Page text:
- Evidence that refutes the resurrection of Christ — this is not my idea, it is a tenet of Christianity itself and the demand of Paul in 1Corinthians 15.
Fourth, my conviction that Christianity is true is an active trust based on the Cosmological, Teleological, Axiological, Philosophical, Historical, Archeological and Experiential evidence I have before me. It is not blind and it is not a leap in the dark.
My position is that belief is belief is belief. We all hold beliefs. Religious ideas should not be held in some kind of separate category that atheists are allowed to define away. I believe religious ideas that they reject. That’s fine. But the fact that they reject them does not invalidate them. They hold beliefs that I reject but that doesn’t mean their beliefs are invalid. It means we disagree.
My religious belief is not “overwhelming” in the sense that I cannot be shaken from it. There are aspects of my beliefs that I question and doubt all the time. Any thinking human being who claims they don’t have religious doubts is a liar. But that doesn’t mean my beliefs are improperly held. Some of these ideas I believe in the same way atheists believe what they do about the makeup of the core of the Earth or the existence of a quark. They’ve never seen them but they accept them because they believe the evidence for them is more compelling than some other alternative. They take some of these beliefs on the expertise and authority of those they respect or whose credentials they hold in high regard.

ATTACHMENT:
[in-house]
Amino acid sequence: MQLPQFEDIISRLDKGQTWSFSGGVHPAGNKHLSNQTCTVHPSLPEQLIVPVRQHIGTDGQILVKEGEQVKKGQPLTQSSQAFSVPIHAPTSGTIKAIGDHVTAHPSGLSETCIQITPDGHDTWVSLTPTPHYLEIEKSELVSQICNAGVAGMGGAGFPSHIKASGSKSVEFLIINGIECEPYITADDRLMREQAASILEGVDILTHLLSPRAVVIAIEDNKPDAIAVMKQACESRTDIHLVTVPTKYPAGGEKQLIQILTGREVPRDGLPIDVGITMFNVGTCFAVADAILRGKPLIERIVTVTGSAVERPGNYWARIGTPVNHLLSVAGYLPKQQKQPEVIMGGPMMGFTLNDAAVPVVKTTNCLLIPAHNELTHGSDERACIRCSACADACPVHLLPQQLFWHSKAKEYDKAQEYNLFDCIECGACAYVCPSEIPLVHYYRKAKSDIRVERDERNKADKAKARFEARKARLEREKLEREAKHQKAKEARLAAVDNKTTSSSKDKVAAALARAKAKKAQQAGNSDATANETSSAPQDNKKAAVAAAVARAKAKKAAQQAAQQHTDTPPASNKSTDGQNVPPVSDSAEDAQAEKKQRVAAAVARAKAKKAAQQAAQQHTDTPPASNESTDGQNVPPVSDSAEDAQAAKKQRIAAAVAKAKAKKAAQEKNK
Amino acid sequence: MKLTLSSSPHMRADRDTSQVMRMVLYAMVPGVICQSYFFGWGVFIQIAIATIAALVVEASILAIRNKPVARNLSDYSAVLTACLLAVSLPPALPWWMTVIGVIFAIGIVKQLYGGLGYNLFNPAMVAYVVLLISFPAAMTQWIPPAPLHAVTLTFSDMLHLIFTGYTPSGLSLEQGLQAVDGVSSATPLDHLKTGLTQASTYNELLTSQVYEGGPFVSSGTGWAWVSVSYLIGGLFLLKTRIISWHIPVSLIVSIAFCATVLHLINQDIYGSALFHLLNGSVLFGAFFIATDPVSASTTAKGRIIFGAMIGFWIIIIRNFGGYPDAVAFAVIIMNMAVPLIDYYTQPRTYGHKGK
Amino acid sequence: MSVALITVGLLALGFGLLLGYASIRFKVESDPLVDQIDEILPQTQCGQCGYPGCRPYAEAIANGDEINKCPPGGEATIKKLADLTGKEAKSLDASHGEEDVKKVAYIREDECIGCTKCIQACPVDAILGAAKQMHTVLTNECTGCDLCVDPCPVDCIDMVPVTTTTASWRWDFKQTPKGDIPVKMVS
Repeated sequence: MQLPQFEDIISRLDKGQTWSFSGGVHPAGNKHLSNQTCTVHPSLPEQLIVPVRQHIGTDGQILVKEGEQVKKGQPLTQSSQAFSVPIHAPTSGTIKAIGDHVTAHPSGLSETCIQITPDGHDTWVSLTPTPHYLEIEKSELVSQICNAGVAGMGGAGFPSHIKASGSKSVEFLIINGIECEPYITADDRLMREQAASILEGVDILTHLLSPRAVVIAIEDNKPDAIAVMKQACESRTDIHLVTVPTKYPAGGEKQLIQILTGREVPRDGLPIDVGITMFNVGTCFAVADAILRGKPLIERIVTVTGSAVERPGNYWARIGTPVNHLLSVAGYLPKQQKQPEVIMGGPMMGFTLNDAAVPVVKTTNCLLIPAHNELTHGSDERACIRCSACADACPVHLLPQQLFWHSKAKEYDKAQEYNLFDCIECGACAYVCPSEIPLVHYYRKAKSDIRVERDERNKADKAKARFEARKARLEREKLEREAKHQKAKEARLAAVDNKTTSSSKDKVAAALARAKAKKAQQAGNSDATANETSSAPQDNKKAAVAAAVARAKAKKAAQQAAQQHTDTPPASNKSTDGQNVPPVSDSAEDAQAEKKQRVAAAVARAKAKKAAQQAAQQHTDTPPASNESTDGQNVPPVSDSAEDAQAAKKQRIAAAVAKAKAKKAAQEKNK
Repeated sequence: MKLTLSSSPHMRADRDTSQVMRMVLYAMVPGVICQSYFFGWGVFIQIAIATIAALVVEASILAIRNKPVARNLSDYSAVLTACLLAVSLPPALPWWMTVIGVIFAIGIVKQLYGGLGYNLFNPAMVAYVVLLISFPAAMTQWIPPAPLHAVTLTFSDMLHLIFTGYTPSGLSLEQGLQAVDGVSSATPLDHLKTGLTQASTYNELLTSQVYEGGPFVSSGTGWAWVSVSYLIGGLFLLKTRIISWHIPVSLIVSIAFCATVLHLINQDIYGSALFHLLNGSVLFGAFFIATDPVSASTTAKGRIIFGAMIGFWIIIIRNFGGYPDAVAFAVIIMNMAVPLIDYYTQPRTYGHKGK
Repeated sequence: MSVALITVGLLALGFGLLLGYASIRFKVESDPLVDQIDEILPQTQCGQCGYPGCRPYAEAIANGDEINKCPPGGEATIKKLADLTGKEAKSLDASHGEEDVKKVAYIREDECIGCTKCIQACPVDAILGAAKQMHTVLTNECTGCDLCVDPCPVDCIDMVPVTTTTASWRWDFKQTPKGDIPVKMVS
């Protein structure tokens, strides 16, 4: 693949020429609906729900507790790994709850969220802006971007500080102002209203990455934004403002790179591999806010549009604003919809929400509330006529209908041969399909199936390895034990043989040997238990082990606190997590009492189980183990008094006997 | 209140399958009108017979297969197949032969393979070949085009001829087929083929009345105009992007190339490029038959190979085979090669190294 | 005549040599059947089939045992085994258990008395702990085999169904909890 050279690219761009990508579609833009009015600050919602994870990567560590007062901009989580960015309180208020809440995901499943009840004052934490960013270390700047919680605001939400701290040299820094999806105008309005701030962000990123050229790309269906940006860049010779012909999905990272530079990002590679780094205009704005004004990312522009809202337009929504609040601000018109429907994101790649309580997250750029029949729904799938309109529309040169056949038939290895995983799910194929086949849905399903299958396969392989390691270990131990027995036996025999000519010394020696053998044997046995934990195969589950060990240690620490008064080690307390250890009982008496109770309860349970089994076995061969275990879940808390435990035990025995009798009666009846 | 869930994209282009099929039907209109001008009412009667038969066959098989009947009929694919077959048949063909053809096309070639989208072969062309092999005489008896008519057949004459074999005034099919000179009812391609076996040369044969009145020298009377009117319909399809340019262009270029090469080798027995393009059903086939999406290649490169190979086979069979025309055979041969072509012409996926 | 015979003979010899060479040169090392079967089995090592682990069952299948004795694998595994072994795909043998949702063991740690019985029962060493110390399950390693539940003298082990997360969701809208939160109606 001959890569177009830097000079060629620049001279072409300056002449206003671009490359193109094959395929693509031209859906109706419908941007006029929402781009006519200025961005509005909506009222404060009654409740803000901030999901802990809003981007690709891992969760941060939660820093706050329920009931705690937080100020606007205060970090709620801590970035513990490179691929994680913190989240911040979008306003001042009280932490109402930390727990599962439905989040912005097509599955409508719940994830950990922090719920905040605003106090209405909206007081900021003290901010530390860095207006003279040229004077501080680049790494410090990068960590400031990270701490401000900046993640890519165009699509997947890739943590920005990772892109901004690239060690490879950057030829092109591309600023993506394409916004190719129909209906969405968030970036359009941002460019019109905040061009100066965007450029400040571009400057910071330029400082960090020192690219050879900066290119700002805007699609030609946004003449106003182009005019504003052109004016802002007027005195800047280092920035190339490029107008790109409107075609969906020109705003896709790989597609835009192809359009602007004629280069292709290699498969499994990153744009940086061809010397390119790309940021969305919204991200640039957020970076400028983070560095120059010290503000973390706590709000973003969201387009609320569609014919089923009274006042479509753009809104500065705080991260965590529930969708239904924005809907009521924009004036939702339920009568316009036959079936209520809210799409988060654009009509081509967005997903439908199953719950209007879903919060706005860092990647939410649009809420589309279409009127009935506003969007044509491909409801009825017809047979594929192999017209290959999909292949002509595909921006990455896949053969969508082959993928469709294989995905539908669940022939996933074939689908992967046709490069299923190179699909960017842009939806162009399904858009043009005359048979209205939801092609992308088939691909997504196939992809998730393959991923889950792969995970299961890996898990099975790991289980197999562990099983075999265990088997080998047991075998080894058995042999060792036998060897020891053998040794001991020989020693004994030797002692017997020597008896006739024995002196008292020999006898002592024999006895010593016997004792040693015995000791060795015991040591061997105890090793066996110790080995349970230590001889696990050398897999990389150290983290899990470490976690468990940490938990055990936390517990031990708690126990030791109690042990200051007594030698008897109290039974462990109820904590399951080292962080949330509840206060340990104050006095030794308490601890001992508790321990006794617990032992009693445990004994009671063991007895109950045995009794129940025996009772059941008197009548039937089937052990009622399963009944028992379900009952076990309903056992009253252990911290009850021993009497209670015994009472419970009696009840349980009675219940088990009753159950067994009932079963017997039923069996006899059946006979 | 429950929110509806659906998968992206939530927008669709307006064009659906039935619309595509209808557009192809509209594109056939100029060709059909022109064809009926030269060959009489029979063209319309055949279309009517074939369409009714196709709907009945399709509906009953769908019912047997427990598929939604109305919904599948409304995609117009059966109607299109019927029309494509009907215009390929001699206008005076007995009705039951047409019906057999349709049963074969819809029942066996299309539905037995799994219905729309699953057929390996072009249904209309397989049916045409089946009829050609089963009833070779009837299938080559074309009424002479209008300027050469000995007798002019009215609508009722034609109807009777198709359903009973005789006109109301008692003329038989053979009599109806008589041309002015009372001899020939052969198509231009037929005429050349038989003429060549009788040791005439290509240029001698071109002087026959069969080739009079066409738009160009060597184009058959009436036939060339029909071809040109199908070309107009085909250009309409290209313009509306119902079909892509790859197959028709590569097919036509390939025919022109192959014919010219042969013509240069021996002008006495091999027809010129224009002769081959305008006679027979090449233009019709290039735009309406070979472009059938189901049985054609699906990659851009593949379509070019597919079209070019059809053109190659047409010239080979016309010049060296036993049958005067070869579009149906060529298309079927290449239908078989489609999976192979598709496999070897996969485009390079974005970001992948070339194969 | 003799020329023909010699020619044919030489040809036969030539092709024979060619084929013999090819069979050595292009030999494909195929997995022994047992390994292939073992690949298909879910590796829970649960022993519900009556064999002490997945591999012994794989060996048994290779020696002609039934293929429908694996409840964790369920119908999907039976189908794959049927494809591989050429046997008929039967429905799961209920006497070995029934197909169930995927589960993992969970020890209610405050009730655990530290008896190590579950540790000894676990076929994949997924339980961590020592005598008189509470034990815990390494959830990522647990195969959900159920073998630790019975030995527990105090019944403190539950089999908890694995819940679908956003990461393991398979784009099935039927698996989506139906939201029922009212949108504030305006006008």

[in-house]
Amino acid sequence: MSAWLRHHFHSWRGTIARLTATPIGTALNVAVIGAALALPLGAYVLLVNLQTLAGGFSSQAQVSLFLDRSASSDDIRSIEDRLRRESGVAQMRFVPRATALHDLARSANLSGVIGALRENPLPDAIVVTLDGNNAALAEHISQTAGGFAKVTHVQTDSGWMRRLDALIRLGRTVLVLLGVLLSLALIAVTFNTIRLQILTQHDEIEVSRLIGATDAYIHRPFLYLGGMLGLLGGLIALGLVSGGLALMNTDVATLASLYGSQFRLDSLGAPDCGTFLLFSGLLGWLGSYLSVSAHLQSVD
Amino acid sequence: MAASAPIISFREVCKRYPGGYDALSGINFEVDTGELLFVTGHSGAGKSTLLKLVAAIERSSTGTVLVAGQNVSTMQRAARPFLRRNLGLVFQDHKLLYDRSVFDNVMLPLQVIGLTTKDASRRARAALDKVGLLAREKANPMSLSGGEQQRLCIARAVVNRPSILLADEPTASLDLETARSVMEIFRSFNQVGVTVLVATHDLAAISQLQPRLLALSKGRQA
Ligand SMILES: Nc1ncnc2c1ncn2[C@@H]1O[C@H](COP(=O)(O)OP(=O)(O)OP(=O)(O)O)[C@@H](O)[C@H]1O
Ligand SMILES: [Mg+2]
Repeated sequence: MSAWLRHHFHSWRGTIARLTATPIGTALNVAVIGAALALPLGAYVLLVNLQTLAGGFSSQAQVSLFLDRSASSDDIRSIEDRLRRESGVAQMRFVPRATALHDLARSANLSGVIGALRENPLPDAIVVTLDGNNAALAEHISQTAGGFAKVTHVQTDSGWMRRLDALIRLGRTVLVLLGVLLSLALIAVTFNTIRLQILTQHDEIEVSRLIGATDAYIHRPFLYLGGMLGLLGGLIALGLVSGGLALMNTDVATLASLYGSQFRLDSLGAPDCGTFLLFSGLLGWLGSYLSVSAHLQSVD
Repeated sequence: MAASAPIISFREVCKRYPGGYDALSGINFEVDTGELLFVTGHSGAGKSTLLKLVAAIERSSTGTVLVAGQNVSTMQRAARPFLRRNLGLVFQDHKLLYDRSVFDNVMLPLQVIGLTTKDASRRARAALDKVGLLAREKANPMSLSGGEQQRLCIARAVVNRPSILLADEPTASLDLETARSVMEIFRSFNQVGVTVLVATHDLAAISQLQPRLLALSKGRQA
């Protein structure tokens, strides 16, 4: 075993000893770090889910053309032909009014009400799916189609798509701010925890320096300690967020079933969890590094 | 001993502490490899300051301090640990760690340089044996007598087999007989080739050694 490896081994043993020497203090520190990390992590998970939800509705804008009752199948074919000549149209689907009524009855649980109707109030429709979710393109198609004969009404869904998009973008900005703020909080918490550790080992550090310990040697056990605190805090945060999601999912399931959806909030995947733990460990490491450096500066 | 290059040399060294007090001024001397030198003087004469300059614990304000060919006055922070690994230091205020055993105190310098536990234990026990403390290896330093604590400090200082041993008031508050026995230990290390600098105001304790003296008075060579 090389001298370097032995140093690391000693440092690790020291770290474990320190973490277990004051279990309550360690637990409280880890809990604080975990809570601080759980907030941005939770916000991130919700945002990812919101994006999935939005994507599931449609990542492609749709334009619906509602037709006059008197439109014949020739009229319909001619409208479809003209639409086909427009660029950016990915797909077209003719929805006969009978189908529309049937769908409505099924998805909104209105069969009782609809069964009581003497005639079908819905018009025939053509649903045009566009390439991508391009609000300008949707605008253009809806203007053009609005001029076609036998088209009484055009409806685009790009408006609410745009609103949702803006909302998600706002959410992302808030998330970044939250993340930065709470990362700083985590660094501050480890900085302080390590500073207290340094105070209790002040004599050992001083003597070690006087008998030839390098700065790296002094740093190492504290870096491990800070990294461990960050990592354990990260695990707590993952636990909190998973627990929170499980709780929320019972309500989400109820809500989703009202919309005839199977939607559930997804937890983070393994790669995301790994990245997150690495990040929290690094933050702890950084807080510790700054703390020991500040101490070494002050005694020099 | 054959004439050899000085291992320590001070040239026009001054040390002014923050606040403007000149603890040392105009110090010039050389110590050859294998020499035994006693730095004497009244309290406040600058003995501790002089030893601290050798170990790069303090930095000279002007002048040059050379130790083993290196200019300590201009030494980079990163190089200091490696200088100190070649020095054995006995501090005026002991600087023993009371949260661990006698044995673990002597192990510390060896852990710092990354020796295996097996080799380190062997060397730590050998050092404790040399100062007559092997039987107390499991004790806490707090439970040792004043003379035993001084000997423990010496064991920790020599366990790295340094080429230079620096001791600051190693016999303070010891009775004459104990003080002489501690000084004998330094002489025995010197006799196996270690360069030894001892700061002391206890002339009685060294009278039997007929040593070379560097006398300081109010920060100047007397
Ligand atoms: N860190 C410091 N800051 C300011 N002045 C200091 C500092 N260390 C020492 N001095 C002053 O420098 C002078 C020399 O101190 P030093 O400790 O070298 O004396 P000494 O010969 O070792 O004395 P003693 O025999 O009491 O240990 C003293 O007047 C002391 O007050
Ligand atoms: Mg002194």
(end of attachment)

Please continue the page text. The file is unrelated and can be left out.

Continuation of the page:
The bottom line is that I don’t hold my beliefs in a vacuum. I don’t need to hold that with unquestioning certainty. I only need a 51% assurance that my view is true and that some alternative is not true. I have made an inference to the best explanation from the evidence I have in front of me. Both the atheist and I are operating on an active trust in the evidence we see.
The irony in all this is that the view I hold is actually the open-minded view that welcomes any kind of evidence and weighs it accordingly. I don’t discount any kind of evidence or put limits on what is allowed into the discussion. The fact that many theistic believers may demonstrate otherwise does not constitute sufficient grounds to reject the evidence-based convictions of those of us who do.
Atheism is a belief that is not really open to serious inquiry. A simple discussion about these topics with most atheists makes that clear very quickly.